The Days of Future Past comic was Kitty’s first major story. It’s very highly regarded and pretty much the most well known story featuring her in a major role. So of course, the movie shoved her out of her own role and pushed her into Rachel’s so that Wolverine could take her spot. Let’s set aside the fact that that didn’t even make sense, and focus on the ludicrous reasoning given for why she didn’t get to be the central character. The claim was that it couldn’t be her because of the way it was the mind that went back and not the body and only Logan was alive then, but that’s clearly nonsense. They were okay with completely changing the story, but not with changing the time travel rules, or even just time to which someone had to go? Everyone involved did a whole lot of mental gymnastics to justify removing Kitty from the story.

She wasn’t used in the cartoon adaptation, either. I think she was one of the only then X-Men to not make a single appearance in the entire show, which in itself demonstrates why she deserves better. In terms of the Days of Future Past arc specifically, Bishop took her role. That bothered me quite a bit less than the movie, actually, even though it was basically the same concept. Partially, that’s because of all the simplification that went into adapting the story, but more so, because Kitty wasn’t in the animated series. It wasn’t that she was there and they weren’t using her, she was just not present, which was bad for a different reason. And they wanted to use their recently introduced and pretty popular character. I get that. What I found more frustrating about the show was that Kitty was in general replaced by Jubilee – AKA, the Kitty of the 90s. It didn’t usually bother me, because the similarities seemed mostly at the surface level, but the episode “Jubilee’s Fairytale Theatre” was obviously an adaptation of a comic about Kitty. Now, I have nothing against Jubilee, and but the way to popularize a character can’t just be to try and mimic a different one.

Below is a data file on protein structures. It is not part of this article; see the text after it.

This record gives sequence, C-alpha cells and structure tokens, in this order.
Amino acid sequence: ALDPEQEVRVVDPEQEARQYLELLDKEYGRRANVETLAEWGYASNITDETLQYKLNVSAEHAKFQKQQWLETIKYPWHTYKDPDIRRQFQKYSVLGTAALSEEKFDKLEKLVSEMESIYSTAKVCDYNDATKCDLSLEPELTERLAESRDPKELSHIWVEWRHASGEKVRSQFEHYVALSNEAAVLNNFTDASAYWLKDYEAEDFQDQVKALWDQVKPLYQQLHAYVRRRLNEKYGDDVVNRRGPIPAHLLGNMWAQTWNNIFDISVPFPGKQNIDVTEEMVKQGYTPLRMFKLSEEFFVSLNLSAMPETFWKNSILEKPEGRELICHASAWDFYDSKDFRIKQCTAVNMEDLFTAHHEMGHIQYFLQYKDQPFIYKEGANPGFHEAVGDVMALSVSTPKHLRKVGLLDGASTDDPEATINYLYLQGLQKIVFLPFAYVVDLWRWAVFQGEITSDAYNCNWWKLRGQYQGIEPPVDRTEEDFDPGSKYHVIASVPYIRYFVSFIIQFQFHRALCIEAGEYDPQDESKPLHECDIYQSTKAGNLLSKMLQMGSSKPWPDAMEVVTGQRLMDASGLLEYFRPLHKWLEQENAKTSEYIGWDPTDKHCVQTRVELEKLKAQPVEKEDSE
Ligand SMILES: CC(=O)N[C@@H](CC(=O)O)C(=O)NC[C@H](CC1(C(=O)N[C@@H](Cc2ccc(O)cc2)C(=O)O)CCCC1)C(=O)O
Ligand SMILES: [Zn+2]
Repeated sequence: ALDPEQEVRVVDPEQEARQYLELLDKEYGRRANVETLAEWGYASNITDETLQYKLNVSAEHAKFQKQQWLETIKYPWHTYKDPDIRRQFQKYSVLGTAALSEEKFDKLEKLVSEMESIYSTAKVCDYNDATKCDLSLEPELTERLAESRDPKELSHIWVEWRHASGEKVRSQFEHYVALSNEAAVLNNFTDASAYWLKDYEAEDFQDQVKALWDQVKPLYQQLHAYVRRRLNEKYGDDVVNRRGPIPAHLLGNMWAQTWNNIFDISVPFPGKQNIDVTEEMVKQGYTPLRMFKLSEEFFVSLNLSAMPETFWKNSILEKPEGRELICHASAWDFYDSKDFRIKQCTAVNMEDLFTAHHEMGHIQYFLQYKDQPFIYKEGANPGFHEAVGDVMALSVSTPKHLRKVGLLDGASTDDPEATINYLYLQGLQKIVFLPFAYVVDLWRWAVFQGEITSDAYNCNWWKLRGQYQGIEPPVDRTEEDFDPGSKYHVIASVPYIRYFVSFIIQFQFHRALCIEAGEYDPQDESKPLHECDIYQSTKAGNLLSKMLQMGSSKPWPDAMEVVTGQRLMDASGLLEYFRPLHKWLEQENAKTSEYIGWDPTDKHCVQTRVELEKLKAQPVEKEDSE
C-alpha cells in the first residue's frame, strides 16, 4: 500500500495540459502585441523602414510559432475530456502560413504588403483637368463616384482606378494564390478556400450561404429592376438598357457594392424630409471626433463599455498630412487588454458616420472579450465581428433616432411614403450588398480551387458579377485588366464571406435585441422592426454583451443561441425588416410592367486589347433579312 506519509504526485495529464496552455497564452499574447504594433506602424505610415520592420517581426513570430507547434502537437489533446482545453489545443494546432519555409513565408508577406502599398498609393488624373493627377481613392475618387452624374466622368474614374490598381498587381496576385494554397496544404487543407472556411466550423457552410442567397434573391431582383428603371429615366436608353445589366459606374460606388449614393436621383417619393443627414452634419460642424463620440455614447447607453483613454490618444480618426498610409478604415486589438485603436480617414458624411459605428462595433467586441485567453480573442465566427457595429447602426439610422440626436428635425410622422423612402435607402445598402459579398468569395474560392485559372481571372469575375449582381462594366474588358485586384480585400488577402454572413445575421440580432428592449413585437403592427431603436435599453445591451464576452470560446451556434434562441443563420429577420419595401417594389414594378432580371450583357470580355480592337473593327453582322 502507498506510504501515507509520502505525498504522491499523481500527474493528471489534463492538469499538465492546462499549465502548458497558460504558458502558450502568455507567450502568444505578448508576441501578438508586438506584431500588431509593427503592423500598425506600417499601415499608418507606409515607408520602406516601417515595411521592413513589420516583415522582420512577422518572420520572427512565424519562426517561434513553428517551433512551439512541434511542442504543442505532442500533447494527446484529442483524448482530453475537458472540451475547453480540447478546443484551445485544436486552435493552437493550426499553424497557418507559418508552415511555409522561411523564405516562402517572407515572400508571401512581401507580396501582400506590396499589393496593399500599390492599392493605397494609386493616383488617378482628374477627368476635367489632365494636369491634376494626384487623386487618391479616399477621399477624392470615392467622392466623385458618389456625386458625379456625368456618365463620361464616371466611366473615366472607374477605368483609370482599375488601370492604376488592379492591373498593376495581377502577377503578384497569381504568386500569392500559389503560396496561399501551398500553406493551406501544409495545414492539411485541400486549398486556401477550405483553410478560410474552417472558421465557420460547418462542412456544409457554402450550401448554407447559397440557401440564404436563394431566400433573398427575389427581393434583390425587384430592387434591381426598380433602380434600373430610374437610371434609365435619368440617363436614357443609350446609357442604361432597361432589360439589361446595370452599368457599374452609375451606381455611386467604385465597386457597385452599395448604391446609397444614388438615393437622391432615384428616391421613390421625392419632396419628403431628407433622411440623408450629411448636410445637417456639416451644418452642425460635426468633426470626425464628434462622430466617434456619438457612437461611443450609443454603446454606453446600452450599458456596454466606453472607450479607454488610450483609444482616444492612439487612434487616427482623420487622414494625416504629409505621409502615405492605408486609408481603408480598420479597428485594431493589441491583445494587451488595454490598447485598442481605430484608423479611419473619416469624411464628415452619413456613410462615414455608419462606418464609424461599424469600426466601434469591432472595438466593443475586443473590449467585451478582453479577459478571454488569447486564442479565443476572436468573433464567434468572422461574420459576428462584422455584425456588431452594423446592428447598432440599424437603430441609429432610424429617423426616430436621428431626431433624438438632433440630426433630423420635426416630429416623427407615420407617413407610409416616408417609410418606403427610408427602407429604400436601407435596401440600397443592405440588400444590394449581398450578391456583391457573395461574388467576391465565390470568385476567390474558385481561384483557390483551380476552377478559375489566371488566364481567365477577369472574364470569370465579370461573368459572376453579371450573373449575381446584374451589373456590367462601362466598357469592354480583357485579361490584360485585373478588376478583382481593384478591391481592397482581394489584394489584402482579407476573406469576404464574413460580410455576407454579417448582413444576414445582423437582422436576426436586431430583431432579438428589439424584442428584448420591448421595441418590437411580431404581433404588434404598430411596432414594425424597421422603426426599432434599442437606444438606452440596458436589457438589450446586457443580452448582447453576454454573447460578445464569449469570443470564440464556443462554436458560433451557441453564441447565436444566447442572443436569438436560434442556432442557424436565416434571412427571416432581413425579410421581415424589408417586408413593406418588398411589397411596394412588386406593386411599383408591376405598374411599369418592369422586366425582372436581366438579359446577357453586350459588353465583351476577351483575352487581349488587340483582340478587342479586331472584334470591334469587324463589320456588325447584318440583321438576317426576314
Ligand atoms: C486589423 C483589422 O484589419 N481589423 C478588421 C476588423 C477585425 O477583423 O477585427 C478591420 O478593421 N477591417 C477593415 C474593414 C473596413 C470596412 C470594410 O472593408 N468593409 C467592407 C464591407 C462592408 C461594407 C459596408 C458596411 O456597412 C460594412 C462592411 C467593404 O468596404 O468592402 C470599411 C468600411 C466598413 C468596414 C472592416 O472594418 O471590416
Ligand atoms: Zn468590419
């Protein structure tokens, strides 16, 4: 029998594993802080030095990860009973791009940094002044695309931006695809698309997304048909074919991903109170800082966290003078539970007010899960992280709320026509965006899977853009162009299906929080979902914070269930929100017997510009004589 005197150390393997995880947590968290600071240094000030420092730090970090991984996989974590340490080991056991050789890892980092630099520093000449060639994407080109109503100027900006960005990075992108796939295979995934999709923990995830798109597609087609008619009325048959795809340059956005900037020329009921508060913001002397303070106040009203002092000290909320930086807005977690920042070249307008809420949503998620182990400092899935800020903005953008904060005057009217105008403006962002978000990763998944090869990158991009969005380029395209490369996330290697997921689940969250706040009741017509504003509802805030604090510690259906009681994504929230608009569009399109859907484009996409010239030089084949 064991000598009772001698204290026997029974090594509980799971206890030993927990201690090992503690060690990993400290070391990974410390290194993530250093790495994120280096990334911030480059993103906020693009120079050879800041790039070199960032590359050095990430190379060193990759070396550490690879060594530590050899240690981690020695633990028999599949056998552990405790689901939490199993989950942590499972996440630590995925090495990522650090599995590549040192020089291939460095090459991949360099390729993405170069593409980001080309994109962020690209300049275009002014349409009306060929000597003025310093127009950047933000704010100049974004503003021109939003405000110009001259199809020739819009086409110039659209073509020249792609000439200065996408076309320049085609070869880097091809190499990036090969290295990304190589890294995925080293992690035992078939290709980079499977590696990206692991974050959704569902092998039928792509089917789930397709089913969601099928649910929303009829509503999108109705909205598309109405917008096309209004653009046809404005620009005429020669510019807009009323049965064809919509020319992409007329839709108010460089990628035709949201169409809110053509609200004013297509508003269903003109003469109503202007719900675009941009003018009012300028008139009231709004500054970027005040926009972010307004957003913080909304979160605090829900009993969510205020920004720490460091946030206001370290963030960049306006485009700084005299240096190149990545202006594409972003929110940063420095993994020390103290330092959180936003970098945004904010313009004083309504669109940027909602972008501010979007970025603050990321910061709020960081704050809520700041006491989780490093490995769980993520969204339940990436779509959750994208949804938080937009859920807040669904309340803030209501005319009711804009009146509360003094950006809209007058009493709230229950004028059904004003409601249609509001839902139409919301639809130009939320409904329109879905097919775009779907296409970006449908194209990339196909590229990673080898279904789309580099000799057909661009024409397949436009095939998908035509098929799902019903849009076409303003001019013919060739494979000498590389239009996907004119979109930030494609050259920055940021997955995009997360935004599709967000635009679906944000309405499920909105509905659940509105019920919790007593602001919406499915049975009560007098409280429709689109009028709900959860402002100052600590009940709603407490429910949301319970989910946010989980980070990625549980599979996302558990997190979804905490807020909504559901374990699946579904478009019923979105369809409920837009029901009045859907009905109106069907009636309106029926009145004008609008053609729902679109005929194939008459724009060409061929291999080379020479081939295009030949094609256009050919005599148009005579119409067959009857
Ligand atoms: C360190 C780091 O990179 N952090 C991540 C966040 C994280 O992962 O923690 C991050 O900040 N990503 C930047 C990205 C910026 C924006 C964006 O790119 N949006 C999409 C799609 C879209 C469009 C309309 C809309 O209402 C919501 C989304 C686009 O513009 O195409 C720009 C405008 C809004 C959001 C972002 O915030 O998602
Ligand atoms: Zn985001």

Kitty was the ultimate escapist character. She was wish fulfillment. She was the naive newcomer that readers of the time watched grow up and rooted for as she went from sidekick to hero in her own right. She was essentially the X-Men equivalent of Robin. But we’ve never gotten to see that outside the comics. Obviously, adaptations aren’t the be all end all. Comics are not a lesser form of art, I love reading them, and characters can still be treated well without adaptations. How else would we get all those lists of characters we want to get a solo movie? And I don’t especially want Kitty to get one. The movie she allegedly has (had?) in development doesn’t excite me. But the fact remains that she’s perceived as important enough to merit appearing, but not so much that she gets to keep her most famous storylines to herself, and even in the comics themselves, she spends so much time hooking up with writers’ author avatars that it actively detracts from her individual story.

Emma

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Oh, Emma. The queen of inconsistent writing.